The laminate structure is provided with at least one microstructure 428 of capillary dimensions, and preferably a plurality of microstructures 428, formed therein and extending in a direction parallel to the parallel surfaces 422 and 427 of the first lamina 426. For simplicity, only one microstructure 428 is shown in FIG. 12. More specifically, each of the microstructures 428 is formed in first lamina 426 and extends through one of the planar surfaces 422, 427 of the first lamina. As shown in FIG. 13, microstructures 428 open onto second or lower surface 427 of the first lamina 426. Each microstructure 428, as shown in FIG. 12, preferably includes at least first and second microchannels 431 and 432 which meet at an intersection 433. Laminate structure 421 is provided with at least one and as shown a plurality of holes or wells 436 in fluid communication with each microstructure 428. In one preferred embodiment of microstructure device 406, first and second wells 436 a and 436 b are provided at the first and second end portions of first microchannel 431 and third and fourth wells 436 c and 437 d are provided at the first and second ends of second microchannel 432. It should be appreciated that the wells 436 can be provided at other locations within microstructure 428 and be within the scope of the present invention. Each of the wells 436, as shown with respect to first well 436 a in FIG. 13, is adapted to receive a fluid and consists of a bore extending between surfaces 422, 427 of first lamina 426 and is accessible from the top surface 422 of the laminate structure 421. Wells 436 can be sized to receive approximately one microliter of such fluid.

Laminate structure 421 includes a second layer or lamina 441 made from any suitable non-conductive material such as plastic. Second lamina or film 441 has a first planar surface 442 and a second planar surface in the form of second or bottom surface 423 which is spaced-apart from and parallel to the top surface 422. Second lamina 441 is secured to first lamina 426 by any suitable means such as an adhesive layer 443 disposed between surfaces 427 and 442. In an alternative embodiment, surfaces 427 and 442 can be diffusion bonded together and adhesive layer 443 thus eliminated.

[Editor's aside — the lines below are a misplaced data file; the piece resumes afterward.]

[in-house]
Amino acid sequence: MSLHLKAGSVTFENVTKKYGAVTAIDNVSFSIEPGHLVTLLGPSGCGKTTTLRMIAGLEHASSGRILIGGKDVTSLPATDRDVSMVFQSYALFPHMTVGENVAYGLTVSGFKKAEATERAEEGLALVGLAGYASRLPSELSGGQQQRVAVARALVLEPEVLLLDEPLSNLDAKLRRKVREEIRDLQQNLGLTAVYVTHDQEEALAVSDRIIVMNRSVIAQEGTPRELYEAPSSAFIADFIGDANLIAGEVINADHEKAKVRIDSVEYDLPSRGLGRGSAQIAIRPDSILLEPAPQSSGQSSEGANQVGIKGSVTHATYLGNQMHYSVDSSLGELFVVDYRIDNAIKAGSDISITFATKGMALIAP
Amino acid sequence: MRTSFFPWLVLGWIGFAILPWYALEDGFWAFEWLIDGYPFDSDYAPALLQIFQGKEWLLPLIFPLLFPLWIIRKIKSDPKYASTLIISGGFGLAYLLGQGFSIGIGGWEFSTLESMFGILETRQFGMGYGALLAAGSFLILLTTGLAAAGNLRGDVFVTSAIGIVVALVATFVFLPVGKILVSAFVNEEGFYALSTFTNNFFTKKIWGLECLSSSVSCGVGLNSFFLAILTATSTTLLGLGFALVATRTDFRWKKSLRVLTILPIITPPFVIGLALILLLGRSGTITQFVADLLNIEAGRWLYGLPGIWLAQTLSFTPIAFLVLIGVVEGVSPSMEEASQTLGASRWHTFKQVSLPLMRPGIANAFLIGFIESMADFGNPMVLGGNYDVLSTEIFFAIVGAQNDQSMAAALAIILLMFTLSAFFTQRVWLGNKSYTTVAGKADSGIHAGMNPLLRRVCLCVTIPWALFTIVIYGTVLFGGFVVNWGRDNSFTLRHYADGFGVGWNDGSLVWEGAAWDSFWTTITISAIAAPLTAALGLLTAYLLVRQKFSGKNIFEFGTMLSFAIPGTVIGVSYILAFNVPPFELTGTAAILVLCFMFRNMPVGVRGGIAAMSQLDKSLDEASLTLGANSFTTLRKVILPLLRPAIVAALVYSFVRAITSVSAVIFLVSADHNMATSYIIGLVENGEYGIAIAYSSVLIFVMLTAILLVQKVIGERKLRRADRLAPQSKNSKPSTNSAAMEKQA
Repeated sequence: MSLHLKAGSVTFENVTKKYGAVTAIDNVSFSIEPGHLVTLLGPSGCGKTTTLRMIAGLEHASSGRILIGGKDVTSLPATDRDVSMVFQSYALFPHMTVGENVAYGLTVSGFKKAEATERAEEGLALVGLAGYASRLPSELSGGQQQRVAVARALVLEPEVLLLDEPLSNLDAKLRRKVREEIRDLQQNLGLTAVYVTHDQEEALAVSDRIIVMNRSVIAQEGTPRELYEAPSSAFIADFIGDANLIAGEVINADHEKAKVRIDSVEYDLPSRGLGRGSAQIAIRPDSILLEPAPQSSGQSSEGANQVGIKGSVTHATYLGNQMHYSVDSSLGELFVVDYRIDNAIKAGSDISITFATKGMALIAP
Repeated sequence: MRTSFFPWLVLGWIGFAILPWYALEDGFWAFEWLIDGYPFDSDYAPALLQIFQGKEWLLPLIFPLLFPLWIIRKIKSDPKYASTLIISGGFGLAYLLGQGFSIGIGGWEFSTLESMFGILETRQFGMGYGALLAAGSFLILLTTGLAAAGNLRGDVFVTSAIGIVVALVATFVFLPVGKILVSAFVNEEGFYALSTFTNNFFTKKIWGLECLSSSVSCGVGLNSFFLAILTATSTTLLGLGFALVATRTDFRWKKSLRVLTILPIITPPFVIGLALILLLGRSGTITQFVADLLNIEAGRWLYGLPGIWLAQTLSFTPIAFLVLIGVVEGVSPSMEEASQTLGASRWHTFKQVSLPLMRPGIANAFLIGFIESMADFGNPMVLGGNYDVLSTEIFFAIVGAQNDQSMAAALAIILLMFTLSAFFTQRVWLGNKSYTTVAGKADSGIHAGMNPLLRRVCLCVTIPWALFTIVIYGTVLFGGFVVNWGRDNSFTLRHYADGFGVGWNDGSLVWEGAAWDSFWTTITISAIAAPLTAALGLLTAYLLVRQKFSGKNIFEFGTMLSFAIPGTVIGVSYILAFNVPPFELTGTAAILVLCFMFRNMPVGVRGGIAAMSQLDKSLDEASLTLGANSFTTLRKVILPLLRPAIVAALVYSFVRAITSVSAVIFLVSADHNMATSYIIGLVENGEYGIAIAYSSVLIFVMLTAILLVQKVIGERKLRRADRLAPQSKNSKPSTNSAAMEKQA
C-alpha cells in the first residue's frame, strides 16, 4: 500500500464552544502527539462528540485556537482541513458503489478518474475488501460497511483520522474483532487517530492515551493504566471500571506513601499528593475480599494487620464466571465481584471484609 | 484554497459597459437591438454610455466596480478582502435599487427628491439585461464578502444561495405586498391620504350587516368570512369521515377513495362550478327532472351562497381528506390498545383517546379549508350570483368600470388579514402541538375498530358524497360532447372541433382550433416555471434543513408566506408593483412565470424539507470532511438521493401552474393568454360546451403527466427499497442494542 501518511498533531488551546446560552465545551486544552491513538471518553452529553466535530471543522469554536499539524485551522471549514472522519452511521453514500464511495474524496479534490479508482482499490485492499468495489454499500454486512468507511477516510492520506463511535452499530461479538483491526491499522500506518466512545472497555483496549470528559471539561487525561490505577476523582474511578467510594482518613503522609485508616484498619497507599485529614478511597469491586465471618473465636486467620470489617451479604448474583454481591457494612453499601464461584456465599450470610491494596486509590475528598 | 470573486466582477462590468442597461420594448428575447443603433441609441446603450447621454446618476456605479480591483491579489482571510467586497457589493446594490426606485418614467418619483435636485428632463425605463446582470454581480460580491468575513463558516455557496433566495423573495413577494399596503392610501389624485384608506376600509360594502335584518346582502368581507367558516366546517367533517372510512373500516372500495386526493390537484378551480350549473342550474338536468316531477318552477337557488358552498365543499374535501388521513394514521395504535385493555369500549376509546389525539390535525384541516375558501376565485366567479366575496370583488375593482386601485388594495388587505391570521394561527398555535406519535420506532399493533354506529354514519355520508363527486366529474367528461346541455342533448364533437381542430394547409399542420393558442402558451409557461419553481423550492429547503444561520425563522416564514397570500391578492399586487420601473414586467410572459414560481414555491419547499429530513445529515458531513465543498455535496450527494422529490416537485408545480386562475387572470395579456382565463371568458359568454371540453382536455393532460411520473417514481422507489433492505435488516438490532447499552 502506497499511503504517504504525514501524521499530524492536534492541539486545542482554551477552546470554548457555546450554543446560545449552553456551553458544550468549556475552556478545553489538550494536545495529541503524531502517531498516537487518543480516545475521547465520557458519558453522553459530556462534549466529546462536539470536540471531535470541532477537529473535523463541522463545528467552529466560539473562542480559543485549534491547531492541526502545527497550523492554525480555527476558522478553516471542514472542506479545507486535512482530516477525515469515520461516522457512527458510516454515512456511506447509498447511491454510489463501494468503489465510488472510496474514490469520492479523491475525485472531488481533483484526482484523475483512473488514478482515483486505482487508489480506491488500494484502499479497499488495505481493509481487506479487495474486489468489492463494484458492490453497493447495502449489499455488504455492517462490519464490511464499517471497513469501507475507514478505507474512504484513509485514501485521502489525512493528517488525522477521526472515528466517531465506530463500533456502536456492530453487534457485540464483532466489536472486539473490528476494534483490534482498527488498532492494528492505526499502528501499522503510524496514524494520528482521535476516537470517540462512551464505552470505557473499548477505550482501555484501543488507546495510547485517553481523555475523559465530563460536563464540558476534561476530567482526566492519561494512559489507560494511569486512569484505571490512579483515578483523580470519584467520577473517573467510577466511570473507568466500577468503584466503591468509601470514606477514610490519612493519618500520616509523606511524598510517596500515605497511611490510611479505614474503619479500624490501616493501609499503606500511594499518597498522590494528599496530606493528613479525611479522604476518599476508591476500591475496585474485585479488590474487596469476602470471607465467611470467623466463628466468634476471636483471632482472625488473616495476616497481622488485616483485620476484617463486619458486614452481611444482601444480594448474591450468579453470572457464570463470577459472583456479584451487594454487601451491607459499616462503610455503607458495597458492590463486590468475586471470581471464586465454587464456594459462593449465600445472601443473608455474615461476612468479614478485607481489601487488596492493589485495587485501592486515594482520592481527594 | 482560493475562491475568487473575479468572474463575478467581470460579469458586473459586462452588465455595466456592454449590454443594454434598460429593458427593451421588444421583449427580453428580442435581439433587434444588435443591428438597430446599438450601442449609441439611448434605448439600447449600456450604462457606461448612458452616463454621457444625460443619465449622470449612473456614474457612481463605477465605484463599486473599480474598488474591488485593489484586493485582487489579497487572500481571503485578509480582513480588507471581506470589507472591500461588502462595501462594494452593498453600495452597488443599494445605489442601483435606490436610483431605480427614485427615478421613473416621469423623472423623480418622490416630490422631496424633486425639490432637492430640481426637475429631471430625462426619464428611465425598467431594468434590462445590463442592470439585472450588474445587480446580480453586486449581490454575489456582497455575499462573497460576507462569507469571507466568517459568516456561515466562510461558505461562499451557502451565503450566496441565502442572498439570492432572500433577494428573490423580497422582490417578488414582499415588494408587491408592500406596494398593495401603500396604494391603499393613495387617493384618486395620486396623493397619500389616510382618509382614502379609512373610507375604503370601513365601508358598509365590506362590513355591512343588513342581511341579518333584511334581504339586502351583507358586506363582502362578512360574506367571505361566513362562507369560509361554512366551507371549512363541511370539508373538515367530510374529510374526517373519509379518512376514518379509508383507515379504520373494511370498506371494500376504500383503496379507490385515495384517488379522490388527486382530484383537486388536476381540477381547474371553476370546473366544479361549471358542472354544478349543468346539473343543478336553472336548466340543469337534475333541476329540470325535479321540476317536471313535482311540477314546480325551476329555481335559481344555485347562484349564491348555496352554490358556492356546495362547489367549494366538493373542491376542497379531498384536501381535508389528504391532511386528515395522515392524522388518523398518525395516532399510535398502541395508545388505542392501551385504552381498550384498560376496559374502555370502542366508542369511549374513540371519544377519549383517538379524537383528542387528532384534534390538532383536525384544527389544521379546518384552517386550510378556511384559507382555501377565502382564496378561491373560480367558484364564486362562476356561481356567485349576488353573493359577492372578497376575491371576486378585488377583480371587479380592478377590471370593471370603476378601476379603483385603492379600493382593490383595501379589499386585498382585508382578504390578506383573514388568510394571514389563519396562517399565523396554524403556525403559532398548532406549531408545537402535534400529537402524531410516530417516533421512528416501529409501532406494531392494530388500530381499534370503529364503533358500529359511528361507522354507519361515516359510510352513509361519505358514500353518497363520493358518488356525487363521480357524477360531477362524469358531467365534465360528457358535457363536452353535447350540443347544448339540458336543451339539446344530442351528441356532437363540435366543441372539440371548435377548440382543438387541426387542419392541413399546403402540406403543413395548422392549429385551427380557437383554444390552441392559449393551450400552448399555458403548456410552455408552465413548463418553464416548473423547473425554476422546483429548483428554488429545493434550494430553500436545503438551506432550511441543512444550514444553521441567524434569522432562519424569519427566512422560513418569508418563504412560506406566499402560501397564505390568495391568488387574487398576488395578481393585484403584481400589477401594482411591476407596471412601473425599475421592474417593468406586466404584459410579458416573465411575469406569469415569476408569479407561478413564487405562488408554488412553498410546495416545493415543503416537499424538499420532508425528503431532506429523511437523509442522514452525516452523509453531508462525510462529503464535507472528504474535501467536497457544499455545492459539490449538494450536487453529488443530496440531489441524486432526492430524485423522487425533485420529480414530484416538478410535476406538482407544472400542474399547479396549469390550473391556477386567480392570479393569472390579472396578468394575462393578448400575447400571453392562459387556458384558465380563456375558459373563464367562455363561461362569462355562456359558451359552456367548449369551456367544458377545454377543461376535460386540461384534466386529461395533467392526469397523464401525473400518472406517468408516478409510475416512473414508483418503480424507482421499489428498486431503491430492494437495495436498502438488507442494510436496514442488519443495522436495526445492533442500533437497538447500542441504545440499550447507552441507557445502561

A plurality of electrical means 444 are at least partially carried by second lamina 441. The electrical means 444 are preferably equal in number to the number of wells 436 provided in laminate structure 421 such that each of the wells 436 has a corresponding electrical means 444. Each of such electrical means 444 includes an electrode portion 444 a in communication with any fluid provided in the well 436 and a contact or pad portion 444 b spaced apart from electrode portion 444 a and not in contact with any such fluid in well 436. An interconnect portion 444 c connects the electrode portion 444 a to the contact portion 444 b. In the embodiment of the microstructure device shown in FIGS. 12 and 13, each electrical means 444 extends through a bore 446 between surfaces 442 and 423 of the second lamina 441 such that the electrical means resembles a circular plug or disk disposed in the second lamina 441. Bore 446 has a diameter smaller than the diameter of well 436 so as to minimize fluid contact with the material of electrode portion 444 a. The electrical means 444 are each made from any suitable material such as conductive carbon ink. Conductive metals such as silver, copper, gold, platinum and palladium, other conductive inks such as metalized inks and blends of conductive materials and polymers such as conductive epoxies and conductive adhesives are also suitable materials for electrical means 444. Electrode portion 444 a is disposed adjacent first or upper surface 442 of the second lamina and interconnect portion 444 c is disposed in bore 446. Contact portion 444 b is disposed adjacent bottom surface 423 of the second lamina 441 and underlying the electrode portion. The contact portion 444 b can extend downwardly from bottom surface 423 and have a rounded end as shown in FIG. 13. The diameter of the contact portion 444 b is larger than bore 446 so that a portion of the contact portion sits on the bottom surface 423 for facilitating retention of the electrical means 444 in bore 446 during engagement with contact probes 411. Electrode portion 444 a and contact portion 444 b are aligned with the respective well 436 and electrode portion 444 a forms at least a portion of the bottom surface of such well 436.